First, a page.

Parents of children with the most complex medical conditions are more likely to report poor or fair mental health and struggle to find community help, according to a study completed by researchers at University of Rochester Medical Center (URMC) and Golisano Children's Hospital. The study was published in Pediatrics, the journal of the American Academy of Pediatrics (AAP).
The study, "A National Mental Health Profile of Parents of Children with Medical Complexity," examined parent-reported data from the National Survey of Children's Health, and compared three groups: households of children with medical complexity (CMC), households of noncomplex children with special health care needs, and households of children without special health care needs.
CMC are defined as the 1 percent of children with the most complex medical conditions. They tend to have multiple chronic health conditions and disabilities, and frequently utilize health care services. Examples of CMC include those with cerebral palsy, serious congenital heart defects, or genetic disorders. Given these children's significant needs, their caregivers are challenged to balance treating their child with completing other family responsibilities.
The study found the following:
-About 20 percent of parents of CMC reported poor or fair mental health, more than 5 times the proportion of parents of children who did not have medical problems.
-In addition, 36 percent of parents of CMC reported not knowing where to go for help in their community when they encounter difficulties, which was more than 2 times the proportion of parents of children who did not have medical problems.
These findings indicate that health care systems should be proactive in trying to serve parents of CMC and provide support resources, and that mental health should be prioritized, according to Nathaniel Bayer, M.D., assistant professor and pediatric hospitalist at Golisano Children's Hospital in the URMC Department of Pediatrics and lead author of the study.
"As we partner with these families, we need to make sure we're taking care of the parents as well as the children," said Bayer, "It is our job as pediatricians and health care teams to recognize the parents' needs and connect them to services."
Only 15 percent of parents of CMC reported access to peer support groups, which are critical for families to be able to exchange ideas and support each other, according to Bayer. To help address these gaps, hospitals should offer peer-to-peer support groups and grow family advisory councils to support the health and emotional wellness of caregivers of CMC.
"Having a child with this level of needs affects families in so many different ways. With the right support, these families thrive and fulfill their goals," said Bayer. "Without enough support, these families often struggle with the emotional and physical demands of constant caregiving, financial stressors, and employment issues. They may also be unable to find assistance from community services and home nurses, which are under-funded and under-reimbursed."
Research on families and parents of CMC is an emerging field, because kids with complex conditions are living longer as healthcare interventions have improved in the 21st century. "In the last decade, there's a heightened interest in discussing and focusing on these children and their families because we are increasingly recognizing that they need more support to successfully navigate the complicated health, education, and community systems."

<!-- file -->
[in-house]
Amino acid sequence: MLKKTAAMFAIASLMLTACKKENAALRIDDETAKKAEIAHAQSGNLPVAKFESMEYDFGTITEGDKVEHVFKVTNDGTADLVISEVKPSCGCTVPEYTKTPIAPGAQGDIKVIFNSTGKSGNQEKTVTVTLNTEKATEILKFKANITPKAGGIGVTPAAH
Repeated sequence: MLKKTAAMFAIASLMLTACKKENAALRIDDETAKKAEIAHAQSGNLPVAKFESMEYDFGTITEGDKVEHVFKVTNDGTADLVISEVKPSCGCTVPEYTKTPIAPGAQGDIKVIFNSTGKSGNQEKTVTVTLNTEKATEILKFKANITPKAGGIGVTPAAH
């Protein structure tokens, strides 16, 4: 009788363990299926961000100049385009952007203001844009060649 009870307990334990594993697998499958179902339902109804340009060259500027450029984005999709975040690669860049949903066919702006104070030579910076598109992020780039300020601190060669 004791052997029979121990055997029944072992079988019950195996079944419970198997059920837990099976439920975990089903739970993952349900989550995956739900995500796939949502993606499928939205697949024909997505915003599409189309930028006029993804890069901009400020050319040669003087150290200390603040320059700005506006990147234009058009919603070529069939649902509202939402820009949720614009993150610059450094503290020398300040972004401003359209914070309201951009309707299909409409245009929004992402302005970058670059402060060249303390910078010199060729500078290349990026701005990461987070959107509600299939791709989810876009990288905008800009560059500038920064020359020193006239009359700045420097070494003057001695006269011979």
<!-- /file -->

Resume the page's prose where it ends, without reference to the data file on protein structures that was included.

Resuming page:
The study also found that families of lower socio-economic status (SES) reported feeling significantly more isolated and unaware of how to seek support. "Families of lower SES often do not have the resources to easily access services. They may lack the transportation to travel to the clinic or struggle to find community resources in their area. If your family is also struggling to put food on the table or keep the lights on, it's harder to manage your child's medical needs and take care of yourself," said Bayer.
In addition to health care systems providing more peer-to-peer services, more federal and state support of CMC parents - including greater reimbursement for home-health services and caregivers, expanded services and access for kids with disabilities, and improved early intervention support - can all help parents of CMC, according to Bayer. Behavioral health and wellness services - both for children and parents - should also be expanded.
"Mental health is a part of health," said Bayer, "Parent and caregiver mental health is a major issue that has a significant impact on children's health. We need to talk more about parent mental health, screen for it more, and proactively support it."
Bayer and his research team plans to continue studying the mental health of CMC parents, the resilience of their families, and their abilities to adapt to challenges. The team is currently surveying and interviewing local families of CMC in the Rochester region to examine these topics. After studying how resilience and emotional wellness develop in families of children with complex medical conditions, he is planning to build family support programs and study their impact on child and caregiver health.
Additional study co-authors include Justin Yu, M.D., M.S. of University of Pittsburgh; Dennis Kuo, M.D., M.H.S. of University at Buffalo; and Hongyue Wang, Ph.D., Jill Halterman, M.D., M.P.H., and Yue Li, Ph.D. of URMC.
The Journal of Pediatrics